August 22, 2019
A federal court said the 2015 waters of the U.S. (WOTUS) rule is unlawful under the Clean Water Act (CWA) because of its “vast expansion of jurisdiction over waters and land traditionally within the states’ regulatory authority.”
The court for the southern district of Georgia found the Environmental Protection Agency, which was under the Obama Administration at the time, overstepped not just the CWA but also the Administrative Procedure Act (APA), which lays out the most basic rules governing how agencies may propose and establish federal regulations.
The Georgia court kept in place a preliminary injunction preventing the rule from becoming effective in the 11 states involved in the lawsuit while EPA finalizes its own repeal and replacement of the 2015 rule.
The court opinion noted that after analyzing the administrative record, “the court holds that the WOTUS rule extends the agencies’ delegated authority beyond the limits of the CWA and, thus, is not a permissible construction of the phrase ‘waters of the United States’ within the statute and that the agencies’ promulgation of the WOTUS rule violates the APA’s procedural requirements,” the ruling noted.
The ruling was a victory not just for the plaintiff states but a broad coalition of more than a dozen private-sector groups, including the American Farm Bureau Federation.
“The court ruling is clear affirmation of exactly what we have been saying for the past five years: The EPA badly misread Supreme Court precedent,” American Farm Bureau Federation general counsel Ellen Steen said. “It encroached on the traditional powers of the states and simply ignored basic principles of the Administrative Procedure Act when it issued this unlawful regulation. The court found fault with the EPA’s interpretation of some of the most basic principles of the CWA, most importantly which waters the federal government may regulate, and which waters must be left to states and municipalities.”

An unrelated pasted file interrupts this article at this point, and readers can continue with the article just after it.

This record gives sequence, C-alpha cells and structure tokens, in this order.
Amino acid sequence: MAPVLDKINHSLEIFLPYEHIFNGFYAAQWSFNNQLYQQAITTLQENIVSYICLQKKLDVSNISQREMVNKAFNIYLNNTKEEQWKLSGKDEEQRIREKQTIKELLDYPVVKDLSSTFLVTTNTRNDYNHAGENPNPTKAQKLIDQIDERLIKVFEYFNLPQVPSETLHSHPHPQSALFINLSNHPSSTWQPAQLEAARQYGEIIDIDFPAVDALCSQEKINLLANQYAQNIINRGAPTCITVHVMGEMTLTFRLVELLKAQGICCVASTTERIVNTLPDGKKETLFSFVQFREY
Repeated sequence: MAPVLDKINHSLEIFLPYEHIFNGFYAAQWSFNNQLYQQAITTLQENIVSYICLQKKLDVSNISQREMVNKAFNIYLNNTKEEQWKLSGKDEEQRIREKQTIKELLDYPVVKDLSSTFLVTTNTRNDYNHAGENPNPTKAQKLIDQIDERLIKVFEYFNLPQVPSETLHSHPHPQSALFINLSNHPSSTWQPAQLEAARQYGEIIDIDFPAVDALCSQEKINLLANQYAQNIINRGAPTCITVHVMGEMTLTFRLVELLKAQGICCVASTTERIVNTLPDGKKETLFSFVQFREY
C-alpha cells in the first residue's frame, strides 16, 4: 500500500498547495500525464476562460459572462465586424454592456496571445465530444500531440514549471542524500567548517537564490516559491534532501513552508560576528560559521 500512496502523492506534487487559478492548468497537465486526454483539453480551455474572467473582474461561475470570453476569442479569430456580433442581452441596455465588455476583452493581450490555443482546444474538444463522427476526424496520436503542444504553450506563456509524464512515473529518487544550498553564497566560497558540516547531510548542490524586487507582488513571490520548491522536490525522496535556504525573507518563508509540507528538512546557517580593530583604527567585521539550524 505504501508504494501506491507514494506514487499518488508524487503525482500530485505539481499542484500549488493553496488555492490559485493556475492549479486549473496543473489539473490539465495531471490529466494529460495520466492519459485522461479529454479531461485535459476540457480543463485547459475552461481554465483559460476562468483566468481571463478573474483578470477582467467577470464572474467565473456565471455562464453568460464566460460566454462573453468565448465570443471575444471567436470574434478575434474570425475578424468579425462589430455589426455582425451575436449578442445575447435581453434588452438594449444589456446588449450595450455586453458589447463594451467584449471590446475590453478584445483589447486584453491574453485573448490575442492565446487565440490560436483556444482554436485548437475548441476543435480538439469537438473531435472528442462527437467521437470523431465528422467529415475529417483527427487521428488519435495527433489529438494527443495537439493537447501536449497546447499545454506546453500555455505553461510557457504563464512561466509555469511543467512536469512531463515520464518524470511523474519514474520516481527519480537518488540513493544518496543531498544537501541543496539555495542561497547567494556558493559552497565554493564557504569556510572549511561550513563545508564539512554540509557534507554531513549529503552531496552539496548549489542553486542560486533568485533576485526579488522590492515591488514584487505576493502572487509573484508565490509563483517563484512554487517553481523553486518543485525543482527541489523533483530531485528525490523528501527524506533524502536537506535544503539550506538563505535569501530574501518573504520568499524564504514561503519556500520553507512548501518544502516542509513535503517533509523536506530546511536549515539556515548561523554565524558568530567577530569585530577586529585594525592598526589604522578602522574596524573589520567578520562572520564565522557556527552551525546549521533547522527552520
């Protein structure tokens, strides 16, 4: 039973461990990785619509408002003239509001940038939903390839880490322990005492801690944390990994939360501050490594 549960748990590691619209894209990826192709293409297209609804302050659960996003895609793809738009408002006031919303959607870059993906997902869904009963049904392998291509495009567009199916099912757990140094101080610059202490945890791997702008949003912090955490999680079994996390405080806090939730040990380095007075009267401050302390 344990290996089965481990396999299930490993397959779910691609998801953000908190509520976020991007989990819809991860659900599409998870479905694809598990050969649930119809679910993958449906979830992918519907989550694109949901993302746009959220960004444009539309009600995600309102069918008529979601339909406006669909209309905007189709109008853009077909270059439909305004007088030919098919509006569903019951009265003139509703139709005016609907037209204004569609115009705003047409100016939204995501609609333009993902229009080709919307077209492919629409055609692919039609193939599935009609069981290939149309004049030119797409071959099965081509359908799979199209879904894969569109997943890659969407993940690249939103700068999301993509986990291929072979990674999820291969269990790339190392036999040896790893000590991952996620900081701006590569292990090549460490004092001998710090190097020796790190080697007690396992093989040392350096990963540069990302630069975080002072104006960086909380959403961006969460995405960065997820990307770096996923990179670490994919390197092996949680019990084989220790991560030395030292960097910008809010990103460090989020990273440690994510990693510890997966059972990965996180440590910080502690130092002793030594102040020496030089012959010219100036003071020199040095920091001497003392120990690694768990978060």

Jurists repeatedly criticized EPA’s handling of the WOTUS rule-making, in particular its interpretation of the Supreme Court’s “Rapanos” decision, which laid out guidelines for determining where federal jurisdiction begins and ends.
The American Farm Bureau Federation, in partnership with a coalition of groups, has urged a repeal and replacement of the 2015 rule to ensure clean water and clear rules.
Plaintiffs that filed the present lawsuit against the administrators of EPA and the Army Corps of Engineers on June 30, 2015, include the states of Georgia, West Virginia, Alabama, Florida, Kansas, Kentucky, South Carolina and Utah.
Since then, the state plaintiffs have been joined by intervening plaintiffs, including: the American Farm Bureau Federation, American Forest & Paper Assn., American Petroleum Institute, American Road and Transportation Builders Assn., Georgia Association of Manufacturers, Georgia Farm Bureau Federation, Leading Builders of America, National Alliance of Forest Owners, National Association of Home Builders, National Association of Manufacturers, National Cattlemen’s Beef Assn., National Corn Growers Assn., National Mining Assn., National Pork Producers Council, National Stone, Sand & Gravel Assn., Public Lands Council and U.S. Poultry & Egg Assn.
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